Wednesday, October 15, 2008


It was the Canadian Thanksgiving here on Monday, which meant that I cooked a turkey and roasted a lot more root vegetables than usual.

It also meant that FDPG got into a tizzy of excitement about decorating the table and making crafts ("A party! I need to get special napkins! And make special little things for the table! And get some special leaves! And make something special for everyone! Do we have special dishes, Mum?"). That FDPG, she sure likes a holiday. You should see her at Christmas. And Easter. And St Patrick's Day. And Twelfth Night. And her birthday. And Valentine's Day...

People develop habits around holidays. FDPG has hers, I have mine. One of them is making cranberry sauce. But this is no ordinary cranberry sauce. I make a cranberry sauce that would give me a serious reputation if I lived in a fairy tale. It has all the usual things in it: sugar, water, fresh cranberries. But it's in the extras that this sauce becomes superlative: whole cloves, allspice berries, cinnamon sticks, and orange zest. It's fragrant; it's spicy; it's even good enough to be eaten right out of the container. The original recipe came from the L.A.Times recipe section, but I've, err, enhanced it since then (which is just a fancy way of saying I've quadrupled the spice requirements and tripled the orange zest suggestion). I've had it since 1997, when we still lived in California, and I was attempting to cook a turkey for the first time. The section was called "How to stuff and roast a turkey, plus other tips for panicked cooks" - and let me tell you, at the time it was right up my alley: it detailed how long a turkey needs to be cooked, depending on weight; gave some cranberry sauce recipes, from Madhur Jaffrey's to Mom Parson's; discussed the relative virtues of cream vs. milk in mashed potatoes, and other equally gripping topics. I've clung to that section, folded up in my recipe file, for 12 years. It's been dripped on, scorched, spattered, and dunked in the sink along the way. You'd think after 12 years I'd have the recipe memorized, wouldn't you?

Anyhow, as I was searching for that battered recipe section, I came across one of those Martha Stewart magazine inserts she hands out periodically, the ones that scream FREE GIFT! and usually have a few overly festive holiday ideas that always involve things I have to drive to Michaels to get because I never ever seem to have them no matter how many times I go to the #*%@ store (gosh, Sheila, do I sense a little bitterness and hostility here?), FDPG's eyes alighted on a little pinecone turkey with a few feathers stuck in its bum for good effect. "Oh! How cute!" she shrieked, "Can we make those?" I looked carefully at that pinecone turkey. I looked at the feathers. I looked at the pipe cleaner neck. It looked innocuous enough. "Okay," I said, "here's the glue gun."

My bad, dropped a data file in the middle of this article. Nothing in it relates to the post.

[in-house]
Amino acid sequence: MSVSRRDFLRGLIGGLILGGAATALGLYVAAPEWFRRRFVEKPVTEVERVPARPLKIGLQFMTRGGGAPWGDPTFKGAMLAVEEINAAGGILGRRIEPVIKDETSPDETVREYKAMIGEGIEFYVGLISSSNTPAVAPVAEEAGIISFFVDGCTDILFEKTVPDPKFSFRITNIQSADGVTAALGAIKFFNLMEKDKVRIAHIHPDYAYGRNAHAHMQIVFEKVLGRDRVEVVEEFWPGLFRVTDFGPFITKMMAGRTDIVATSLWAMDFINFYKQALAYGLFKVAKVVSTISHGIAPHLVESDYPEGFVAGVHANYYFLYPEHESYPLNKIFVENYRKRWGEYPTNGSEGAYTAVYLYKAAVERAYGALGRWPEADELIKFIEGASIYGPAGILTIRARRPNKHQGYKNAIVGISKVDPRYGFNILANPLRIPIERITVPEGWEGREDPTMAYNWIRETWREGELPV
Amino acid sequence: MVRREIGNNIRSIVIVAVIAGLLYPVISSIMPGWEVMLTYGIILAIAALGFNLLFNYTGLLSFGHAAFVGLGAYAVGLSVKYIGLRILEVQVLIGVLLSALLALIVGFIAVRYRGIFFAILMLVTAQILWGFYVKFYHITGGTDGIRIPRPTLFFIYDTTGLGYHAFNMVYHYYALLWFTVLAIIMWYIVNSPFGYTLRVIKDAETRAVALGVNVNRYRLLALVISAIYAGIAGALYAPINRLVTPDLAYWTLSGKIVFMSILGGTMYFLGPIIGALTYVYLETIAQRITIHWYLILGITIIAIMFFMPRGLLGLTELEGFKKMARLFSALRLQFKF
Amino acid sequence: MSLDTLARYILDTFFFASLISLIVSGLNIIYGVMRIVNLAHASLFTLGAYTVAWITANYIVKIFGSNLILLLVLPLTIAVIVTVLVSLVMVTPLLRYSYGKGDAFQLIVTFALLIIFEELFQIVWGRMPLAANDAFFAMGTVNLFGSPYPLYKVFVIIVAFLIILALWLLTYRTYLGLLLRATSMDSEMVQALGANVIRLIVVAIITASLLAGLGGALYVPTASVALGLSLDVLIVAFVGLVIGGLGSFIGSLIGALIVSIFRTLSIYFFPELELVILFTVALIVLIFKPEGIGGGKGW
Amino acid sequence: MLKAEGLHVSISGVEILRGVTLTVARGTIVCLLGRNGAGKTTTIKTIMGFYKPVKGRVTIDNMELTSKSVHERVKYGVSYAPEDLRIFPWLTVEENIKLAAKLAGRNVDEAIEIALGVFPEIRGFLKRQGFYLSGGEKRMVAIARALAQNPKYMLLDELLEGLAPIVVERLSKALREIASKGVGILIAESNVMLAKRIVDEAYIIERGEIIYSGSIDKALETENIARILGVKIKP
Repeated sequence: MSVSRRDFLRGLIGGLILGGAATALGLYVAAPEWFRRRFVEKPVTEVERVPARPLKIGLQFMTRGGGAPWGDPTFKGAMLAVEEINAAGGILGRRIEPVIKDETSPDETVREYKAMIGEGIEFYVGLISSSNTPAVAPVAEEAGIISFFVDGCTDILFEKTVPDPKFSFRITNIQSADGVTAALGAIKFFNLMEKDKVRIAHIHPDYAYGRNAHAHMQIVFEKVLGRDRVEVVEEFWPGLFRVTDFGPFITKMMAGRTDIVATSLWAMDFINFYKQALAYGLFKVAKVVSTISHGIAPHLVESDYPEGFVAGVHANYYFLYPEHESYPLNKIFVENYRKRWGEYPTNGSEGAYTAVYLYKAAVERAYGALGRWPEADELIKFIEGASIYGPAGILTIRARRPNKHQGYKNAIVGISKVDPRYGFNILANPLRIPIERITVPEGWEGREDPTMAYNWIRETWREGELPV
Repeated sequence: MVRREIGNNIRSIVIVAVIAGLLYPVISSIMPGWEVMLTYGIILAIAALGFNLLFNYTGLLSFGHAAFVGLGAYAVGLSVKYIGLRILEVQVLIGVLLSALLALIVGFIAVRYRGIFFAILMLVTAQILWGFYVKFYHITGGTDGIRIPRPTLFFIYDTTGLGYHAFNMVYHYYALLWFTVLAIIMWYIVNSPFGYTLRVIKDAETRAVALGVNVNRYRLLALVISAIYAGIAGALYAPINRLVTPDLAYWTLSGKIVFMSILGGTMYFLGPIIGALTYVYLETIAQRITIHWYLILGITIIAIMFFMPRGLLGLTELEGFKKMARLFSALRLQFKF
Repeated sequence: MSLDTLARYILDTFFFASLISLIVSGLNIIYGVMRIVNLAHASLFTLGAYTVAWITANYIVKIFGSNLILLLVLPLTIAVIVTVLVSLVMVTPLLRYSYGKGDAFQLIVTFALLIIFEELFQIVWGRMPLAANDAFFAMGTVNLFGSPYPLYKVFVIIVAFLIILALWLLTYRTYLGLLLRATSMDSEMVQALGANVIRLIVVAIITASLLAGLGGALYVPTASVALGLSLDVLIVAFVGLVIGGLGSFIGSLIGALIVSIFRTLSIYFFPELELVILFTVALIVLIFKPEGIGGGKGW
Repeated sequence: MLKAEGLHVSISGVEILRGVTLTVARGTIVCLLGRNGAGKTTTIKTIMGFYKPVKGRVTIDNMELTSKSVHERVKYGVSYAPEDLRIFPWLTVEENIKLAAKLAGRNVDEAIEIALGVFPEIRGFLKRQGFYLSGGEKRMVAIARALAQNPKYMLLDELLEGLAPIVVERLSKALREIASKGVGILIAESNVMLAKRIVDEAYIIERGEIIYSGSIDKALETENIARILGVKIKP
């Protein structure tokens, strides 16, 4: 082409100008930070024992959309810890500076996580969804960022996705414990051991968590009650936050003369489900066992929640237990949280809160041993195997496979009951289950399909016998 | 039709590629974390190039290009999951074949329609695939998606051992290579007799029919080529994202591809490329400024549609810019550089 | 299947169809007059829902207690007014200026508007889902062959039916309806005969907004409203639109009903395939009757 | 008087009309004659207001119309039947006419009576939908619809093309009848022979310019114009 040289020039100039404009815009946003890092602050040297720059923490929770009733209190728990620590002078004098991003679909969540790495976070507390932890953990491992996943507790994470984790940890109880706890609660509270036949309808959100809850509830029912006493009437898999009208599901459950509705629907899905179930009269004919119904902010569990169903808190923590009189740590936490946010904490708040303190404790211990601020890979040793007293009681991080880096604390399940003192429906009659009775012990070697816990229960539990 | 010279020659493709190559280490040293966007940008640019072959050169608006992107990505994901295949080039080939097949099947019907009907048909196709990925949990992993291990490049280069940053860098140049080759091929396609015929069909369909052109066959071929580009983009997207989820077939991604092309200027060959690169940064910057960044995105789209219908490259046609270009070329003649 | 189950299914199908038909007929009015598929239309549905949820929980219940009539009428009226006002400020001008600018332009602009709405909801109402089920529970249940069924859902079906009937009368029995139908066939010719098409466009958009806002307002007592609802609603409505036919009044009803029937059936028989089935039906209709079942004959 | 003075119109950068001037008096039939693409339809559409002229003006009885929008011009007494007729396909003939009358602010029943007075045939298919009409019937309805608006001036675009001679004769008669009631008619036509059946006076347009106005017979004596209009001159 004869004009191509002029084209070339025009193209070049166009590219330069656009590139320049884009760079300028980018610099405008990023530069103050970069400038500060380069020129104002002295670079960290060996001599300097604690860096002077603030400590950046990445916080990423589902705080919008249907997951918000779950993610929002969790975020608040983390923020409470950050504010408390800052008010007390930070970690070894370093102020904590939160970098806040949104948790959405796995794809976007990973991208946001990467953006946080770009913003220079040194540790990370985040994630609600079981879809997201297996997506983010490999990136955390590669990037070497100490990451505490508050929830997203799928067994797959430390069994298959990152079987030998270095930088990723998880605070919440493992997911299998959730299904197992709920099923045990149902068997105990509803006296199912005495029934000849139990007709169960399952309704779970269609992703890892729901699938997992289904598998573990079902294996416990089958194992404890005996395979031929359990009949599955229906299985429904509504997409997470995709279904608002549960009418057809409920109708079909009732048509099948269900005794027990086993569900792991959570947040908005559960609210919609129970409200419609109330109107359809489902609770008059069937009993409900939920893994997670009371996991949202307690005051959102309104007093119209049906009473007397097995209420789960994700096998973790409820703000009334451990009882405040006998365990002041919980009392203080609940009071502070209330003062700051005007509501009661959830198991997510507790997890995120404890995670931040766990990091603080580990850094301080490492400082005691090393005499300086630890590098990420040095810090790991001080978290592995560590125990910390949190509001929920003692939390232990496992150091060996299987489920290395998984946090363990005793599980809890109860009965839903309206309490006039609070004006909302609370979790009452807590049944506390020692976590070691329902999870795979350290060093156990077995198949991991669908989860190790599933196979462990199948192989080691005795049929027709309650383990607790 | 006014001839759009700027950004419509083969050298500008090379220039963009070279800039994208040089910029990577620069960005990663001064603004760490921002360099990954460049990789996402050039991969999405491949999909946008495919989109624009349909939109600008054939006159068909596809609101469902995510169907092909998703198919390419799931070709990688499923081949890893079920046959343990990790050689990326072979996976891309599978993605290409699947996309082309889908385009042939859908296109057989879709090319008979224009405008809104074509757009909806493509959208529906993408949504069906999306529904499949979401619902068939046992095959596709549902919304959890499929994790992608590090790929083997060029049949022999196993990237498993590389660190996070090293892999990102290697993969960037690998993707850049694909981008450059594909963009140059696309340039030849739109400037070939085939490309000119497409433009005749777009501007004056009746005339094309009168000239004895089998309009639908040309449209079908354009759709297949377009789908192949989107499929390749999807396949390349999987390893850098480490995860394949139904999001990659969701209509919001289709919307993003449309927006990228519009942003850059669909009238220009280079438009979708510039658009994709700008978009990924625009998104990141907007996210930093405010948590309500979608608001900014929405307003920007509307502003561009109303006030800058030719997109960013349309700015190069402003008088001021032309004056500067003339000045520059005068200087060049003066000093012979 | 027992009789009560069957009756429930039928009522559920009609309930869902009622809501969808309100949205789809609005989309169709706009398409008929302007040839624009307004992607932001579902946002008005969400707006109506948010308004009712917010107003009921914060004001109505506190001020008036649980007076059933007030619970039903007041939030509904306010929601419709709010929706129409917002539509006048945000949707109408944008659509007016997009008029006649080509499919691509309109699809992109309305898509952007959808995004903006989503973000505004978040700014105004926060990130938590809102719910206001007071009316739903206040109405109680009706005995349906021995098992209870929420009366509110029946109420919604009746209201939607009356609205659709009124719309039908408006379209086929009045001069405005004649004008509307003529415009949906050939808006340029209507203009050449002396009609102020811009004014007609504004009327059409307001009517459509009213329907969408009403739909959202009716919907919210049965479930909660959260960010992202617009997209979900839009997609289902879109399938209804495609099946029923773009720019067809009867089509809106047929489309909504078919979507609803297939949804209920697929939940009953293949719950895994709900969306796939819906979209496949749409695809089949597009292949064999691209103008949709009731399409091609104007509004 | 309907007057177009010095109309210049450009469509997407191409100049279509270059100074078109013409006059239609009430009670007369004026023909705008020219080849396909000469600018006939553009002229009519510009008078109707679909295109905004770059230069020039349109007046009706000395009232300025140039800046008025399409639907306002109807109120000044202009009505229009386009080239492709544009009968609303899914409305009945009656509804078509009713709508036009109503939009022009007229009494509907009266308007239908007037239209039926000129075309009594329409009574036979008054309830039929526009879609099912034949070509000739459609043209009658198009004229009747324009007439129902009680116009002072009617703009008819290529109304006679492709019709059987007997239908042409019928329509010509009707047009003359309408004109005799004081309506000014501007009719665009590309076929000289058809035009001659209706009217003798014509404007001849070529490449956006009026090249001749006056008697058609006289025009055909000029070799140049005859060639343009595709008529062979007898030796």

And lo and behold but they were really easy to make. FDPG got a little carried away with the glitter, but they turned out well, even if I do seem to be picking super fine gold glitter off her face each meal.

I eventually found my recipe section and made the cranberry sauce. Here it is dripping atmospherically in the kitchen. I make it with the whole cloves, allspice berries and cardamon pods in the tea strainer. Why, do you ask? Well, gosh, one year I just threw those whole cloves merrily into the pot, with nary a thought for how I was going to get them out again afterwards. I can just pick them out, I thought. It'll be simple.

It wasn't.

And now I use a tea strainer. This one even holds cinnamon sticks.

And then, because things were going so well, FDPG and I dipped fresh leaves into melted beeswax. This is something we've seen at Waldorf fairs, and FDPG has always wanted to do it. So we did. They smell lovely, I have to say, even if the smoke from the dripping beeswax set off the smoke detector 6 times.

Happy Thanksgiving to all you Canadians out there. Hope you got the government you always wished for. Oh, wait, that's Christmas I'm thinking of, isn't it? I guess you'll have to make do with potluck then.

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